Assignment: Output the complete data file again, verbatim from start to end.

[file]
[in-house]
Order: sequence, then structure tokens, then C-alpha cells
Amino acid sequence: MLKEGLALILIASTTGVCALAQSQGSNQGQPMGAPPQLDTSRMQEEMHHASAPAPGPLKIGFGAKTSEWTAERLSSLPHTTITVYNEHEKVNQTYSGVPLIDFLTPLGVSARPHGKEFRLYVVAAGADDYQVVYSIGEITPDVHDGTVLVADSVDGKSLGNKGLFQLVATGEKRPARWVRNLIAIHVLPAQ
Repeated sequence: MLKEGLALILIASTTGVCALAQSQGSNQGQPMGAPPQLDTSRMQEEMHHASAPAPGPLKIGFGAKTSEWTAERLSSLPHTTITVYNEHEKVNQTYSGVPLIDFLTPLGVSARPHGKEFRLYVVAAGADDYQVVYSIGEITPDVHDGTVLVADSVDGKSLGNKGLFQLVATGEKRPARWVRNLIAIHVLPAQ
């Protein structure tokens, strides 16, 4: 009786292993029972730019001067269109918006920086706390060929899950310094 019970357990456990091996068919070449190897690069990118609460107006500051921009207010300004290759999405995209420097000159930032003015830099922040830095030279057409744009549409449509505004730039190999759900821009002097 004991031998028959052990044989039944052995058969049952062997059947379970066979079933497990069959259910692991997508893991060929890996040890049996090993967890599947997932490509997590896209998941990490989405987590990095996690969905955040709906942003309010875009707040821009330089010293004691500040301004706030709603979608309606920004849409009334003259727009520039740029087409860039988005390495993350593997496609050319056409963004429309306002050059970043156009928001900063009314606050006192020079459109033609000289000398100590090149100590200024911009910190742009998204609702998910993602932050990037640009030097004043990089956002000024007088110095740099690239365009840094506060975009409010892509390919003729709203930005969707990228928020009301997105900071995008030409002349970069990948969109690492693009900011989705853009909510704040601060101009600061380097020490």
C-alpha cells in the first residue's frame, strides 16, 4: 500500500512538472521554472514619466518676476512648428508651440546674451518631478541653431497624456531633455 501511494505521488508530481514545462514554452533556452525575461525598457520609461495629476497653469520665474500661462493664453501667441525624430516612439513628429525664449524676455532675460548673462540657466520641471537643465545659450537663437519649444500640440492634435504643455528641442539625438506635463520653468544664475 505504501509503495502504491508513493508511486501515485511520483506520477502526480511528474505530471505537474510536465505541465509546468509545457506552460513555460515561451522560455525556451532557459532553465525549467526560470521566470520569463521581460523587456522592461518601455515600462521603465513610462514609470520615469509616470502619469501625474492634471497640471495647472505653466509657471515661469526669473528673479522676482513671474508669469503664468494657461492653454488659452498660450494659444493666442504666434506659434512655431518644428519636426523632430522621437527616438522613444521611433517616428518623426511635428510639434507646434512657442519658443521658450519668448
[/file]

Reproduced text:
[in-house]
Order: sequence, then structure tokens, then C-alpha cells
Amino acid sequence: MLKEGLALILIASTTGVCALAQSQGSNQGQPMGAPPQLDTSRMQEEMHHASAPAPGPLKIGFGAKTSEWTAERLSSLPHTTITVYNEHEKVNQTYSGVPLIDFLTPLGVSARPHGKEFRLYVVAAGADDYQVVYSIGEITPDVHDGTVLVADSVDGKSLGNKGLFQLVATGEKRPARWVRNLIAIHVLPAQ
Repeated sequence: MLKEGLALILIASTTGVCALAQSQGSNQGQPMGAPPQLDTSRMQEEMHHASAPAPGPLKIGFGAKTSEWTAERLSSLPHTTITVYNEHEKVNQTYSGVPLIDFLTPLGVSARPHGKEFRLYVVAAGADDYQVVYSIGEITPDVHDGTVLVADSVDGKSLGNKGLFQLVATGEKRPARWVRNLIAIHVLPAQ
């Protein structure tokens, strides 16, 4: 009786292993029972730019001067269109918006920086706390060929899950310094 019970357990456990091996068919070449190897690069990118609460107006500051921009207010300004290759999405995209420097000159930032003015830099922040830095030279057409744009549409449509505004730039190999759900821009002097 004991031998028959052990044989039944052995058969049952062997059947379970066979079933497990069959259910692991997508893991060929890996040890049996090993967890599947997932490509997590896209998941990490989405987590990095996690969905955040709906942003309010875009707040821009330089010293004691500040301004706030709603979608309606920004849409009334003259727009520039740029087409860039988005390495993350593997496609050319056409963004429309306002050059970043156009928001900063009314606050006192020079459109033609000289000398100590090149100590200024911009910190742009998204609702998910993602932050990037640009030097004043990089956002000024007088110095740099690239365009840094506060975009409010892509390919003729709203930005969707990228928020009301997105900071995008030409002349970069990948969109690492693009900011989705853009909510704040601060101009600061380097020490």
C-alpha cells in the first residue's frame, strides 16, 4: 500500500512538472521554472514619466518676476512648428508651440546674451518631478541653431497624456531633455 501511494505521488508530481514545462514554452533556452525575461525598457520609461495629476497653469520665474500661462493664453501667441525624430516612439513628429525664449524676455532675460548673462540657466520641471537643465545659450537663437519649444500640440492634435504643455528641442539625438506635463520653468544664475 505504501509503495502504491508513493508511486501515485511520483506520477502526480511528474505530471505537474510536465505541465509546468509545457506552460513555460515561451522560455525556451532557459532553465525549467526560470521566470520569463521581460523587456522592461518601455515600462521603465513610462514609470520615469509616470502619469501625474492634471497640471495647472505653466509657471515661469526669473528673479522676482513671474508669469503664468494657461492653454488659452498660450494659444493666442504666434506659434512655431518644428519636426523632430522621437527616438522613444521611433517616428518623426511635428510639434507646434512657442519658443521658450519668448